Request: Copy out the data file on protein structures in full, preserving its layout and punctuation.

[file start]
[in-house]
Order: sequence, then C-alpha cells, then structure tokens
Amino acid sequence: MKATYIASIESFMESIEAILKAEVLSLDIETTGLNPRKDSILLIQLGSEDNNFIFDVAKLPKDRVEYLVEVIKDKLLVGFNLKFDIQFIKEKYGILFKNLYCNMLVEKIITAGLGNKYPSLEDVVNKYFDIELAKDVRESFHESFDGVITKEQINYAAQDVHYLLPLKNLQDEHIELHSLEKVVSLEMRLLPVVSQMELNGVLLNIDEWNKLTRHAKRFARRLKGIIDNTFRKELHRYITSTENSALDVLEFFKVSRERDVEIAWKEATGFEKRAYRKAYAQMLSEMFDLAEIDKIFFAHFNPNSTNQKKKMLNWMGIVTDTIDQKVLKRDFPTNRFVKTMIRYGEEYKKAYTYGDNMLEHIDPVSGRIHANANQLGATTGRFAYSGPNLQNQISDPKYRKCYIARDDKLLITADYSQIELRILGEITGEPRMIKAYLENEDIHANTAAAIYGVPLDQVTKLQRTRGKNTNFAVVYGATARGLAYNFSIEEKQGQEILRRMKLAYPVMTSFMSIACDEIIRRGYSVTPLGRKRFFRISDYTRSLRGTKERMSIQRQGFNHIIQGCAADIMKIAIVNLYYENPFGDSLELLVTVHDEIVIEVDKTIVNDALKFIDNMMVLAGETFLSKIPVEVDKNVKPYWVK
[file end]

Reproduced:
[in-house]
Order: sequence, then C-alpha cells, then structure tokens
Amino acid sequence: MKATYIASIESFMESIEAILKAEVLSLDIETTGLNPRKDSILLIQLGSEDNNFIFDVAKLPKDRVEYLVEVIKDKLLVGFNLKFDIQFIKEKYGILFKNLYCNMLVEKIITAGLGNKYPSLEDVVNKYFDIELAKDVRESFHESFDGVITKEQINYAAQDVHYLLPLKNLQDEHIELHSLEKVVSLEMRLLPVVSQMELNGVLLNIDEWNKLTRHAKRFARRLKGIIDNTFRKELHRYITSTENSALDVLEFFKVSRERDVEIAWKEATGFEKRAYRKAYAQMLSEMFDLAEIDKIFFAHFNPNSTNQKKKMLNWMGIVTDTIDQKVLKRDFPTNRFVKTMIRYGEEYKKAYTYGDNMLEHIDPVSGRIHANANQLGATTGRFAYSGPNLQNQISDPKYRKCYIARDDKLLITADYSQIELRILGEITGEPRMIKAYLENEDIHANTAAAIYGVPLDQVTKLQRTRGKNTNFAVVYGATARGLAYNFSIEEKQGQEILRRMKLAYPVMTSFMSIACDEIIRRGYSVTPLGRKRFFRISDYTRSLRGTKERMSIQRQGFNHIIQGCAADIMKIAIVNLYYENPFGDSLELLVTVHDEIVIEVDKTIVNDALKFIDNMMVLAGETFLSKIPVEVDKNVKPYWVK